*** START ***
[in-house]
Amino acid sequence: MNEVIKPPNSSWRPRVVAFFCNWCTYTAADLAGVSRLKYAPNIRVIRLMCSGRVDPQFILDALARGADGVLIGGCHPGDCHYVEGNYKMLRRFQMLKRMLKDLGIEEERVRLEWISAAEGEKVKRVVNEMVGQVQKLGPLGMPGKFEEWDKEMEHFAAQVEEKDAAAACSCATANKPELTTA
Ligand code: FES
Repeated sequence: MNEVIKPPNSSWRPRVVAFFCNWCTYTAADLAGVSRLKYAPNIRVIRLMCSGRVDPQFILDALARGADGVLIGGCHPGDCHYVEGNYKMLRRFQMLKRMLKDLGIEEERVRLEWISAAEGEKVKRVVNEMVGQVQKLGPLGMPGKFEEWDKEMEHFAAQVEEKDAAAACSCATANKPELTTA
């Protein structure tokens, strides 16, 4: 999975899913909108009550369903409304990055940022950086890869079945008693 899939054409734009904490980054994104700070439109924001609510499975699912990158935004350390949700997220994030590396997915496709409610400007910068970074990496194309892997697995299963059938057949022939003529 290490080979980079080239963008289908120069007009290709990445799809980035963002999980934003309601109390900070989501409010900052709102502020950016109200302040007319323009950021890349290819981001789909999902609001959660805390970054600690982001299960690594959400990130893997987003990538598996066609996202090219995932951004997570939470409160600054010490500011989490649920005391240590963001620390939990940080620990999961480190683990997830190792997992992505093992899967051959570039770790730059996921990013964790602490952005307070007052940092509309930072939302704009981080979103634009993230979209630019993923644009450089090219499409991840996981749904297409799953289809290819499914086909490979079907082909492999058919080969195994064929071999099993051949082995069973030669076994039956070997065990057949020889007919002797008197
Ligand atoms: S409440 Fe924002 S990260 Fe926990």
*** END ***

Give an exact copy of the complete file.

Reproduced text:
[in-house]
Amino acid sequence: MNEVIKPPNSSWRPRVVAFFCNWCTYTAADLAGVSRLKYAPNIRVIRLMCSGRVDPQFILDALARGADGVLIGGCHPGDCHYVEGNYKMLRRFQMLKRMLKDLGIEEERVRLEWISAAEGEKVKRVVNEMVGQVQKLGPLGMPGKFEEWDKEMEHFAAQVEEKDAAAACSCATANKPELTTA
Ligand code: FES
Repeated sequence: MNEVIKPPNSSWRPRVVAFFCNWCTYTAADLAGVSRLKYAPNIRVIRLMCSGRVDPQFILDALARGADGVLIGGCHPGDCHYVEGNYKMLRRFQMLKRMLKDLGIEEERVRLEWISAAEGEKVKRVVNEMVGQVQKLGPLGMPGKFEEWDKEMEHFAAQVEEKDAAAACSCATANKPELTTA
């Protein structure tokens, strides 16, 4: 999975899913909108009550369903409304990055940022950086890869079945008693 899939054409734009904490980054994104700070439109924001609510499975699912990158935004350390949700997220994030590396997915496709409610400007910068970074990496194309892997697995299963059938057949022939003529 290490080979980079080239963008289908120069007009290709990445799809980035963002999980934003309601109390900070989501409010900052709102502020950016109200302040007319323009950021890349290819981001789909999902609001959660805390970054600690982001299960690594959400990130893997987003990538598996066609996202090219995932951004997570939470409160600054010490500011989490649920005391240590963001620390939990940080620990999961480190683990997830190792997992992505093992899967051959570039770790730059996921990013964790602490952005307070007052940092509309930072939302704009981080979103634009993230979209630019993923644009450089090219499409991840996981749904297409799953289809290819499914086909490979079907082909492999058919080969195994064929071999099993051949082995069973030669076994039956070997065990057949020889007919002797008197
Ligand atoms: S409440 Fe924002 S990260 Fe926990």